Drug boss Arnoldo “La Minsa” Rueda-Medina pleaded guilty on Monday to narcotics distribution and money laundering in connection with his leadership role in the La Familia Michoacán Mexican drug cartel, the DEA announced.
Rueda-Medina built his career in La Familia Michoacán, a Mexican drug cartel and organized crime syndicate based in the Mexican state of Michoacán, on violence and death. He eventually became the group’s chief hitman, in charge of hunting down rivals.
By 2007 he held a leadership position within the organization. La Familia was responsible for trafficking thousands of kilograms of methamphetamine into the United States through border checkpoints near Laredo, Texas and Tijuana, Mexico and delivered to stash locations in the Northern District of Texas and elsewhere.
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La Familia used a sophisticated network of individuals in Mexico and the United States, according to plea documents, to distribute the methamphetamine in the Dallas-Fort Worth area and to collect proceeds from the methamphetamine sales. The drug proceeds that were collected were delivered to cartel members or associates in Mexico either by way of bulk cash smuggling in vehicles utilized by its couriers or through money remitters such as Western Union.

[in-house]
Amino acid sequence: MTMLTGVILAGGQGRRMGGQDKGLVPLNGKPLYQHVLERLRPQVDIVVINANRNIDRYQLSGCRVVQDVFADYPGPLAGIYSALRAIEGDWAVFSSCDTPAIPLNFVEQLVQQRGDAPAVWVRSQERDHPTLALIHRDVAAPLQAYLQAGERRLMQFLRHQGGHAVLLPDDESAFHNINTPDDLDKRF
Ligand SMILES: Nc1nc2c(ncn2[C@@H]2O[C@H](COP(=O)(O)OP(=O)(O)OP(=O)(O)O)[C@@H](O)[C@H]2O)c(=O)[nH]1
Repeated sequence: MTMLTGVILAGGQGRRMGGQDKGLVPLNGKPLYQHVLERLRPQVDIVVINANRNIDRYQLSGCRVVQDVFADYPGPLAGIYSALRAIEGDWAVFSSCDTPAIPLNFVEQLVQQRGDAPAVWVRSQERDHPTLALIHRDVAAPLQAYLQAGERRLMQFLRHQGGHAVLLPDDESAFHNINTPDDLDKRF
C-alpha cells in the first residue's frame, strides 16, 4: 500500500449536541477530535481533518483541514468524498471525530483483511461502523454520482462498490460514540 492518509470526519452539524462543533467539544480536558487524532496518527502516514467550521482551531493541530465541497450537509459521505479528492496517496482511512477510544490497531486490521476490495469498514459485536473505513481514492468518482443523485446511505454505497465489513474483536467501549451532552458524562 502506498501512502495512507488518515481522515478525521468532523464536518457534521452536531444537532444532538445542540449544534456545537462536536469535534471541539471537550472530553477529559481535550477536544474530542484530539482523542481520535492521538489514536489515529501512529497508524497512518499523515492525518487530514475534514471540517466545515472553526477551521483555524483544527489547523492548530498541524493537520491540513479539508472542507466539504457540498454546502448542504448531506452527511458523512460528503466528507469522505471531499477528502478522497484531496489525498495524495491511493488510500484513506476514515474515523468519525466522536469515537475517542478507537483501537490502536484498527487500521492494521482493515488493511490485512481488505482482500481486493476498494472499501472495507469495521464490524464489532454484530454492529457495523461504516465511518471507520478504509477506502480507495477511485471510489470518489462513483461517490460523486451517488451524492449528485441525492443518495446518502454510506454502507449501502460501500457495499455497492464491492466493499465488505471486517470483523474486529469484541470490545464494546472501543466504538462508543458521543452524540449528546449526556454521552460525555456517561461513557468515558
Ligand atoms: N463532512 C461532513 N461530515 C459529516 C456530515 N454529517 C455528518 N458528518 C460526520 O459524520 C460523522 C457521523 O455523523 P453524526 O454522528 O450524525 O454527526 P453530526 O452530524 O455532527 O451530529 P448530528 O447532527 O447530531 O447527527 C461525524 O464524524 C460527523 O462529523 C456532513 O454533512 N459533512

Rueda-Medina’s was arrested in Michoacán, Mexico on July 11, 2009. Less than six months later, on February 25, 2010, the U.S. Department of the Treasury sanctioned him under the Foreign Narcotics Kingpin Designation Act (Kingpin Act) for his involvement in drug trafficking.
Placed on this list, he saw a block on all his property and interests in property, which were subject to U.S. jurisdiction. It also prohibited U.S. citizens and companies from doing any kind of business activity with him, and it virtually froze all of his assets in the United States. Cut off from his wealth, he spent seven years sitting in a Mexican cell, until he was extradited to the United States on January 27, 2017.
Rueda-Medina faces a statutory sentence of 10 years and up to life in federal prison and up to a fine of $4 million on the drug conspiracy count. The money laundering conspiracy count has a maximum statutory sentence of 20 years in federal prison.
“High ranking Cartel figures operating in the North Texas area will not be tolerated,” said Special Agent in Charge Clyde E. Shelley. “The DEA and The US Attorney’s Office are working around the clock to combat the loss of life due to Medina and the continuing threat posed to our communities by the remnants of the La Familia Michoacán.”
“The cartel leadership in Mexico is not immune from our reach,” said U.S. Attorney John Parker. “It may take time, but we’ll take whatever time is necessary to bring justice to those who export their drug-related misery and death to our north Texas communities.”
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